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John Daly defending PNC Championship with son John II before knee replacement

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John Daly defending PNC Championship with son John II before knee replacement

    Written by Bob McClellan @ChampionsTour

    Tiger Woods and his son, Charlie, figure to grab most of the spotlight at the PNC Championship, which starts Saturday at the Grand Lakes course at the Ritz-Carlton Golf Club in Orlando.

    Jordan Spieth and his father, Shawn, are making their debut at the popular event; Spieth and Justin Thomas, who’s here, too, with his dad, are fresh off taking down Woods and Rory McIlroy at The Match.

    But don’t overlook the defending champions, John Daly and John Daly II. They posted a 15-under 57 closing round in the scramble format and established a PNC scoring record of 27 under en route to winning for the first time in six starts. They earned $200,000 for the victory, Daly’s biggest payday since his lone win on PGA TOUR Champions, the 2017 Insperity Invitational.

    They rolled in putts from everywhere in that 57, racking up 13 birdies and an eagle.

    Daly, 56, attributed most of their stellar play to his son, who’s now a 19-year-old sophomore at Arkansas.

    “He doesn’t go quite past parallel like his pops, but if you look at his balance, the balance is unbelievable,” said the elder Daly. “His right leg never goes out, so he turns really good and his follow-through is so powerful. He’s so strong; that’s why he hits it so far. Every part of his body is working.

    “I hit a couple of drives and some really good wedges (last year), but it was really all him. He hit some great putts.”

    For the praise bestowed upon Daly II, the younger Daly throws it back to his dad. As a kid, Daly II practiced his short game “for hours” under his dad’s watchful eye, absorbing best practices from the two-time major champion. The same can’t be said for the full swing, though.

    “I’d probably break every club if I tried to do that,” Daly II quipped of copying his dad’s action.

    Team Daly beat Team Woods by two strokes in 2021, withstanding 11 consecutive birdies from Tiger and Charlie during the final round (Nos. 6-17).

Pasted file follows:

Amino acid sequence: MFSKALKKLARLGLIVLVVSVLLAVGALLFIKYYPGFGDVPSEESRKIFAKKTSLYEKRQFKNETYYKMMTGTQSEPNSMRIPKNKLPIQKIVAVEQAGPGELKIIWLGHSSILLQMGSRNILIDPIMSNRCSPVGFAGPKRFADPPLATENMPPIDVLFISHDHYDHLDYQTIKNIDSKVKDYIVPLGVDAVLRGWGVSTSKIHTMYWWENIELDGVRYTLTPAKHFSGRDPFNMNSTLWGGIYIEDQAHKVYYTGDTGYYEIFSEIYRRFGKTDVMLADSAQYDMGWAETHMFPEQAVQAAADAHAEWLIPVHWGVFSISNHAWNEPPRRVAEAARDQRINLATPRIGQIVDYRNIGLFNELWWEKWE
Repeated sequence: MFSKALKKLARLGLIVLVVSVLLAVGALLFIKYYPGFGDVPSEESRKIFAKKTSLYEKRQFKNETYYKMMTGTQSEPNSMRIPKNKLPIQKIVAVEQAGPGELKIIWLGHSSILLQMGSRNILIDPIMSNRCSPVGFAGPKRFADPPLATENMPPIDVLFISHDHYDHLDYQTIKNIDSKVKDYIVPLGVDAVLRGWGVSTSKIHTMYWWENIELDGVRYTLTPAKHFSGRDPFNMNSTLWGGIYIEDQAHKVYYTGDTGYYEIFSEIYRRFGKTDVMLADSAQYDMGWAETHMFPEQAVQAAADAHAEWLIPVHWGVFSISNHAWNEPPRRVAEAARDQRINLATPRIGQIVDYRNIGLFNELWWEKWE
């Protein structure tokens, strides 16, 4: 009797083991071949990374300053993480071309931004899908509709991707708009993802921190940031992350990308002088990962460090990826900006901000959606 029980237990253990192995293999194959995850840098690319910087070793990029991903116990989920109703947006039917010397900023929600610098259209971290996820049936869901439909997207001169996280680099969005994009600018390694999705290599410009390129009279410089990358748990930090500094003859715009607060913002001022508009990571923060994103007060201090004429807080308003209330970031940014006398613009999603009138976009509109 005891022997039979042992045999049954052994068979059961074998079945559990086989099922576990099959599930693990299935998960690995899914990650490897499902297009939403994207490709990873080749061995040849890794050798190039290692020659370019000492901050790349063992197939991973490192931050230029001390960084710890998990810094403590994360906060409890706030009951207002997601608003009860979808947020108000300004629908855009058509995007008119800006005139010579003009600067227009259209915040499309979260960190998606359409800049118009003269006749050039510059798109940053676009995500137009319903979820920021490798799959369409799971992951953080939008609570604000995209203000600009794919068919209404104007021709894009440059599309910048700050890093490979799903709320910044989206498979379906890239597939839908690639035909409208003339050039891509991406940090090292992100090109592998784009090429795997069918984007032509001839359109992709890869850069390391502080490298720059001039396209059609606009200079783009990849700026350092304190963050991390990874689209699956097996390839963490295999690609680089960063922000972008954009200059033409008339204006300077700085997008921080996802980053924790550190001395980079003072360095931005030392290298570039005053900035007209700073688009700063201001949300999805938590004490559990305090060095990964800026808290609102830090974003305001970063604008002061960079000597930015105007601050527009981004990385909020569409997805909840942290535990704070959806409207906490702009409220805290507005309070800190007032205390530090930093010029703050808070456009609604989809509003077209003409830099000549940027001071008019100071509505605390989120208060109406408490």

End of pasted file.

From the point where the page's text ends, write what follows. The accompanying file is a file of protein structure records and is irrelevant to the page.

The elder Daly celebrated with perhaps “one too many,” quipped his son, and the duo also attended a Tampa Bay Buccaneers game before departing Florida.

    It was a festive occasion with the PNC Championship’s traditional champion belt buckles, but the elder Daly said he’s not feeling any pressure to defend the title.

    “I think I can say it for everybody: We just want to be with our kid,” Daly said. “It’s such a great tournament. We’re looking forward to it. It was great to win in it.

    “I’m a little banged up, so I’ll be the saddle and he (Daly II) will be the horse.”

    The elder Daly does, indeed, come into the PNC Championship hobbling. He is scheduled to have his left knee replaced on Wednesday. He had surgery to replace his right knee three years ago and said he can’t wait to get this one done.

    “It’s tough when you don’t have a follow-through,” Daly said. “I’m basically just trying to stay on one leg. But the adrenaline of playing with my son will get me through.

    “He hits it so much farther than I do and putts it so much better than I do. I like going first to give him a line on the greens.”

    Team Daly figures to use the same strategy again this year. It obviously worked well last year, especially on the greens. And given the format, the tournament really comes down to which pair putts it the best.

    One of the most interesting aspects of the PNC Championship is to see the development of the younger players from year to year. That John Daly II now hits it farther off the tee than his father was hard to imagine when he was 12 and playing in his first PNC Championship.

    There’s no doubt his dad is his biggest fan.

    “It’s just so much fun. Him being in school, I don’t get to see him as much as I want, or any of my kids,” Daly said. “It’s just a blast. Whether we win or not, we’re going to have a good time.

    “His work ethic is unbelievable. He practices all the time, works on every aspect of his game. I just tell him, ‘Do the opposite of your dad and you’ll be just fine, kid.’”

    Elise Tallent contributed reporting

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